ments for Exhibition at the Universal Exposition in
Paris, in 1867, have selected and recommenced to
me your corn shelter as the best in America.
I have accepted their report, and will forward
your sbelier, if delivered here ready fur shipment,
on or before January 1st, 1867.
Tours truly, v J. C. DXRBT.
Price, $S5 ana $30.
According to finish and sis of balance wheel.
Simple shellers shipped on receipt of the price,
and warranted to give satisfaction, or the machine
will be taken back and the money refolded, upon
notice within a reasonable time. Address
TY3I. T. DEXJfi, A sent,
12-nS-Iy . Brownville, Nebraska.
Qneenaware, largest assortment ever In this
city, at - IK AC H SMALL'S.
Bllir GOODS ATID GXlOCZniTS.
KOBTTEA&E & CO.
DRY GOODS & GROCERIES
BOOTS, SHOES, HATS, CAPS,
Y A N KEE NOTI ON S ,
HOSlfiRY AND WHITE GOODS.
And every other kind of Goods kept (n a Western Store, which we will
Whenever yon are in Town Call and See Us!
Corner Slain and
Groceries ana Proyisions
We have on band a large and well assorted stock of
STAPLE AND FANCY GBOCESIES,
To vrhich we are making constant additions, and which we are
selling at Prices a3 low as any House west of the Mississippi.
IN. THE QUALITY OF OUE GOODS WE DETY COMPETITION 1
JC-FLOUR OF THE MOST APFROVED BRANDS.a
HIGHEST MARKET PRICE PAID FOR COUNTRY PRODUCE.
ST. JOSEPH ATID ST. LOUIS ADVERTISEMENTS.
ST. JOSEPH, MO.
IMPORTER AND WHOLESALE AND RETAIL DEALER IN
Wagon, Carriage and Flow Woodworks.
Springs. Axes, Axel, Shovels, Spades, Files, Rasps, Chains, Carnage and
Tire Bolts, Nutta and Washers, Nails, Horse Nails, Horse and Mule Shoes,
Saws. etc. Cnsstiiisrw sintl IIollow-"wtre, Sugar Kettles And
irons. Skillets and Lids, Stew pots.
ISLiACIiS.il ITU'S TOOLS, Anvils,
Hand Hammers, Vices, Pincers, Rasps, Farriers' Knives, 'luyre Iron, kc.
OUTFITINO GOODS. Ox Yokes, Axle Grease, Ox chains, Wagon Jacks,
Ox Shoe nails, Shovels and Picks, Gold Pans, etc. Hubs, Spokes and Bent-
stufl. 1,000 celebrated 3Aoliiie Plows.
Eagle Mowers, STtttl7 M'Cormick's RT0ewrsern8?i
Kallers Horse Corn Planters, Sulky Cora Cultivators, Hand Corn Shellers,
Hay Rakes, etc., etc. Fall-bank's Standard Scales.
Buying my goods direct from manufacturers I offer great
Inducements to Wholesale Buyers at
Union Foundry and Machine Shop,
Burnside, Crowther & Kogers,
Cor. 8th and Wessanie Sts., St. Joseph, Mo.
Steam Engines Made Repaired
IRON AND BRASS CASTINGS,
Mill Works of all Kinds.
Iron Fronts made to order on short no
tice, and satisfactory to all parties.
Also agent for Gardener &. Robertson's Im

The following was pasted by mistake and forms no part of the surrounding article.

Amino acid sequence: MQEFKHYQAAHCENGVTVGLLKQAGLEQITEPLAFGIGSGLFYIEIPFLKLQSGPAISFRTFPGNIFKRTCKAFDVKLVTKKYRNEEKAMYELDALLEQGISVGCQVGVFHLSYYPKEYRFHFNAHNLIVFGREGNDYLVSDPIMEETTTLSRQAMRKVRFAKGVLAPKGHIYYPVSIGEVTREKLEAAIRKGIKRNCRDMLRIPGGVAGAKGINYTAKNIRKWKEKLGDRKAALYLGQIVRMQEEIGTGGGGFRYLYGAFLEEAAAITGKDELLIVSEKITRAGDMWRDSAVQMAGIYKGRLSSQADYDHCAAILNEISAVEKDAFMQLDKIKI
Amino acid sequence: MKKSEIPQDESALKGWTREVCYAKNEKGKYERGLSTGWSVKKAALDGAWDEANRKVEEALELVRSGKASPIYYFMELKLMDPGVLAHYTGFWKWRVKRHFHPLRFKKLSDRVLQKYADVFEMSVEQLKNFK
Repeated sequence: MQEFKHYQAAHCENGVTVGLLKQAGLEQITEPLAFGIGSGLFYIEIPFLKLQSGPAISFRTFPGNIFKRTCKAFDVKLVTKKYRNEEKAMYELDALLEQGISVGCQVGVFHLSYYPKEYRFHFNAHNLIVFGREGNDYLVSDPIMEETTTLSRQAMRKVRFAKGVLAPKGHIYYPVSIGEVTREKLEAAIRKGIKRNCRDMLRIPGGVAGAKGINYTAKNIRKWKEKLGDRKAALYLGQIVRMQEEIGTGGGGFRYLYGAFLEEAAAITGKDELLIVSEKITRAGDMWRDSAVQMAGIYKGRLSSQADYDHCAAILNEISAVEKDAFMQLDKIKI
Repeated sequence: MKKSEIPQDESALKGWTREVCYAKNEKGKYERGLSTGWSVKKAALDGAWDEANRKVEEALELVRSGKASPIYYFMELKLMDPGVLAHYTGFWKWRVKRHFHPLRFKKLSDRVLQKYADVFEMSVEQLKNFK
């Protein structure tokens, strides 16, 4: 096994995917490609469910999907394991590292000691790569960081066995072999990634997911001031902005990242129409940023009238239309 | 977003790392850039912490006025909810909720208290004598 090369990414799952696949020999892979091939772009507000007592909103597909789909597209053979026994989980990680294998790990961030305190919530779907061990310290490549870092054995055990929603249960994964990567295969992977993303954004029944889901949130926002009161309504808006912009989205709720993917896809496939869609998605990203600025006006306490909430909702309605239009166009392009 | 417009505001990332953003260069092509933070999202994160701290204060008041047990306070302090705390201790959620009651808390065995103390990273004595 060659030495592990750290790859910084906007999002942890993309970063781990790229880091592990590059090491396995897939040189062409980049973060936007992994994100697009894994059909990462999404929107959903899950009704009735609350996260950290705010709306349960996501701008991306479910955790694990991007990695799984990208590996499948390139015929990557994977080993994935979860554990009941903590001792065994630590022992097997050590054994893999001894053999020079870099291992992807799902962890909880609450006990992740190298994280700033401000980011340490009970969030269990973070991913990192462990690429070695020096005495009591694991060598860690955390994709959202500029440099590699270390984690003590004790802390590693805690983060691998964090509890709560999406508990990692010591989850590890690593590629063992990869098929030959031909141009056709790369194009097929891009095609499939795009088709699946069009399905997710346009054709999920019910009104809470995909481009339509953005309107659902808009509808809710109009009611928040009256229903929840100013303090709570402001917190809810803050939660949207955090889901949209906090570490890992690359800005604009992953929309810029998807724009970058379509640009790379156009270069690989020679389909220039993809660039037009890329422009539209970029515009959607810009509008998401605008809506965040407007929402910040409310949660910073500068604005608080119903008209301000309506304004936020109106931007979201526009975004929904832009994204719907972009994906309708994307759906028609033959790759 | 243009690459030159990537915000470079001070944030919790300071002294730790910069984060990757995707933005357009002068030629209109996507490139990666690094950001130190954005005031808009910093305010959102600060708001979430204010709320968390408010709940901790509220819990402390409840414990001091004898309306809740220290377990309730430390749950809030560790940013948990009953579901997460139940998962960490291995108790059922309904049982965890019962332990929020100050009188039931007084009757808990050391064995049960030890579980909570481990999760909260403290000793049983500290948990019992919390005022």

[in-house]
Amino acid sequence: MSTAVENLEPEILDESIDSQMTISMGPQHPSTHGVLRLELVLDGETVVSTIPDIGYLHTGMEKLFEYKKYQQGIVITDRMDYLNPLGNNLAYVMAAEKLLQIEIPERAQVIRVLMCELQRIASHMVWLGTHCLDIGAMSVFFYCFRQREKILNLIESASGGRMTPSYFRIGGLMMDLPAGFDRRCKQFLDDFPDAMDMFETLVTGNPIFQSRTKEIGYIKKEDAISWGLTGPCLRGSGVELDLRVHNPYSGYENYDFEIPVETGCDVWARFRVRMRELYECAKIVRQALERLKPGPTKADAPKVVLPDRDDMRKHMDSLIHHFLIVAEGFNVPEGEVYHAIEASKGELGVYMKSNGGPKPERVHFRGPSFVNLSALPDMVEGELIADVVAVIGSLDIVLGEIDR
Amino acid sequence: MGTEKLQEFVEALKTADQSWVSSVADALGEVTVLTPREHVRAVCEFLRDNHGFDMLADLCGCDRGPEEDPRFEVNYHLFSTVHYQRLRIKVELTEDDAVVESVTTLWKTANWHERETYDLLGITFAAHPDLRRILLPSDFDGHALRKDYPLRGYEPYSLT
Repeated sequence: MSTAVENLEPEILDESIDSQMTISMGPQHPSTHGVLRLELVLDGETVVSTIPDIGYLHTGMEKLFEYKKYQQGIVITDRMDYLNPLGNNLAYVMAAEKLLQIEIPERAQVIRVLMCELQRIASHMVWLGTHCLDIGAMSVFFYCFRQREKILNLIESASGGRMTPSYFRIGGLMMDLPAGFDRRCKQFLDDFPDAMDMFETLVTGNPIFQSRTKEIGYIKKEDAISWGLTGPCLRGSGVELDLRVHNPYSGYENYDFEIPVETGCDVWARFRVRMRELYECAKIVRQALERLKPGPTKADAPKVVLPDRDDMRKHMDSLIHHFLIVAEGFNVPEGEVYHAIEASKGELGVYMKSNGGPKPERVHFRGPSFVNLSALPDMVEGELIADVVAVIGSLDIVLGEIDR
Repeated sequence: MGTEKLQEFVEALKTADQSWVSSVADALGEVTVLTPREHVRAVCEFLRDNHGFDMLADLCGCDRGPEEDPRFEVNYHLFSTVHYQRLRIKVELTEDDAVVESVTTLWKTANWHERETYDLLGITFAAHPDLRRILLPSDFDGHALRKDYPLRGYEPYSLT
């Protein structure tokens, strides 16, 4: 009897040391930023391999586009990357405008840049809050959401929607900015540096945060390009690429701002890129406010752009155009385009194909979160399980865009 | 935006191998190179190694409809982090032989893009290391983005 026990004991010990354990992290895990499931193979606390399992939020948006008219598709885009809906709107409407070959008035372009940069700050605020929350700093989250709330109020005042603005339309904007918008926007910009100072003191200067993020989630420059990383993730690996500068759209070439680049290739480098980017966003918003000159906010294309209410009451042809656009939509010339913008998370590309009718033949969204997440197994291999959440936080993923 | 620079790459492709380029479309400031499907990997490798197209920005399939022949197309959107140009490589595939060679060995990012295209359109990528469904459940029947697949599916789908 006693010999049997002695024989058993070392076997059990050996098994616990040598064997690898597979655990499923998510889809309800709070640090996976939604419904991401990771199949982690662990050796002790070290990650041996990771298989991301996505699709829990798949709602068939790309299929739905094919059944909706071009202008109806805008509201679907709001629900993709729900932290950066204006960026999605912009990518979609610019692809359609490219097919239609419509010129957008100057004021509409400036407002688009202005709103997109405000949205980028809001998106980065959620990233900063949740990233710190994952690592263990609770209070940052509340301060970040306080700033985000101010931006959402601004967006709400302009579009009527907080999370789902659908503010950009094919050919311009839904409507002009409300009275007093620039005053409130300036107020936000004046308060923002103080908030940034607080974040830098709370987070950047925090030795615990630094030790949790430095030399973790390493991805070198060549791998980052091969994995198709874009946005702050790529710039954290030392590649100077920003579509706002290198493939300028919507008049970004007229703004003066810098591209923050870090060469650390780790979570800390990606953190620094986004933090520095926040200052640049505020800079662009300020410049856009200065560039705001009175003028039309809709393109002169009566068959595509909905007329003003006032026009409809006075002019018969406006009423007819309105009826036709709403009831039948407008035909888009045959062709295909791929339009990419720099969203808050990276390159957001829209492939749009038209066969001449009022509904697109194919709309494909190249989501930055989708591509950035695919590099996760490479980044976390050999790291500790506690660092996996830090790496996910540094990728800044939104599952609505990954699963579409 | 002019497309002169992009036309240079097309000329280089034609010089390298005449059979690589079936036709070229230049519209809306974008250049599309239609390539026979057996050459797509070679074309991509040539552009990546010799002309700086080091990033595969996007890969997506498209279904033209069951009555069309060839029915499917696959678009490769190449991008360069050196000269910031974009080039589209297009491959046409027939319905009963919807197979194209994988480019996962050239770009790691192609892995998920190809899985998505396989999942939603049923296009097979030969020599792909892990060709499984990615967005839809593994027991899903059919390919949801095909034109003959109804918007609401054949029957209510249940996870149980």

proved Patent Governor. 44-ly
CORNER 6th and ST. CHARLES Sts.
ST. JOSEPH, MO.
Also Dealer In
LIME, HAIR, CEMENT,
Plaster, White Sand, Tire Brick.
(Sfcc dc, Ac., tc. ll-451y
WOOLWORTH & COLT,
And Dealers In
Book, Stationery, Paper
No. 12, 2d St., St. Joseph. Mo. '
CASH PAID FOB BAG SI
. W. M. WYETH & CO.,
"Wholesale Dealer In
Harness, Skirting and all kinds of
SADDLERS LEATHER & HARDWARE,
SADDLES, BRIDLES, Ac
Ja-Aeents for Ditsoris Circular 8awi End
No.fii South Third, bet. Felix Edmonds ta.
ST.. JOSEPH, MO. 451y
s it Ms,
swan & rsiio.
Bake ovens. Fruit kettles and Sad Irons
Stocks and Dies, Bellows, Sledge and
Constable's Iron and Steel Warehouse!
St. Joseph, Mo.
JOH2T PIXGER W. H. DOCGLA3
PINGER & DOUGLAS,
Wholesale Dealers In
&c., tc. No. 7, Fourth street,
ST. JOSEPH. MO. 451y
LEMON, HOSE A & CO.,
Wholesale and Retail Dealers In Foreign
Dry Goods, Clothing, Etc.,
No. 5 Fourth Street, ST. JOSEPH.
A large stock always on hand. Orders so
licited. Satisfaction guaranteed. 4o-ly
DANIEL FRANCIS & Co.
ST. LOUIS, MO.
Keeps constantly on hand a large assortment
Plain & Ornamental Monuments
The Trade supplied with Blocks and Slabs.
Sawing: Done to Order.
M. F. BOYD, Agent,
21-ly Brownville, Nebraska.
UNDERBILL & EATON,
No. 2 City Buildings, St. Loui, Mo.
Second National Bank St. Louis, Mo.
Allen, Copp fc Nisbet, St. Louis, Mo.
Branch State Bank of Iowa Debuque.
Johnston A Bacon, Bankers. FUMadiaon, la.
Tarn. klnnKt. S Til
-;mi riioc AiiU i
Blair & At wood, Alton, 111.
James A. Jackson & Co.,
STAPLE AIO FANCY GROCERS
No. 107 North 2nd St., ST. LOUIS, MO.
Consignments of Country Produce solltited.
From our experience in this branch of busi
ness, and by Kivlng it our personal attention,
we feel confident we can make it to the In
terest of parties to give us their shipments.
X. A. PIEH.
T. K. EETN0UD8.
PIXE 11 Si KEY2VO LD SjProprictors
Eight street, two blocks from R. R. Depot,.
8T. JOSEPH, MO. 451y
TUB-LARGEST DEPOT OF
IKT 253 1EFL
ali CL J tilJi u LiJt i
FTfRST & BRADLEY'S
SULKY AND WALKING CULTIVATORS!
YICTORIOUS AT ALL FAIRS!
t3-Ahead of all In the Field ! Order Early Uct
Cayuga Chief Eeaper and Uower.
MCA CH1EP BROppgh
I Challenge all Self-Bakes to a
WAGONS AND CARRIAGES.
r1 m i
THE REST Tf
TWO MEN DO THE BINDING and RIDE ALL T22E WHILE
Samples Xow on Hand of
Come etxica. See XiIe I
And see if I cannot suit you In goods and PRICES t I bay my Machinery by the car load
thus saving freight. A f u supply of all kinds of Farm Machinery In their season.
F. A. Tisdel & Co.,
Cor. 1st & Atlantic Sts., ErowaTllle.
H . T . MINICK,
AGR I CULTUflAL IllPMMUS & HOICK LMIIHifS
. E 31 A II A
Portabl e and Station
land w ordered at
4- - !
i ... i '
-- - -
EACH ARTICLE WARRANTED!
We would call especial attention to onr Solf-Rating nnd Propping K.rwr. which for rosy
draught, management, work, etc.. Is fast superceding ail others. Combined MiM-hine
EAGLE BKICK 3IACIIINE
For which wa are SOLE. AGEXTS for Xebraika. Prict
3 Z. j
i -a ii ta i a
Cuts Six Feet!
Trial, machine agahst Hacking
AGO. S 3IAI5E !
all the 3Iachlnei we Sell!
W C 31 A II A
Turn, Scbool BoM
5 amf Cinrch Bella,
x t3"We wiu tell afc
J rates for Cash t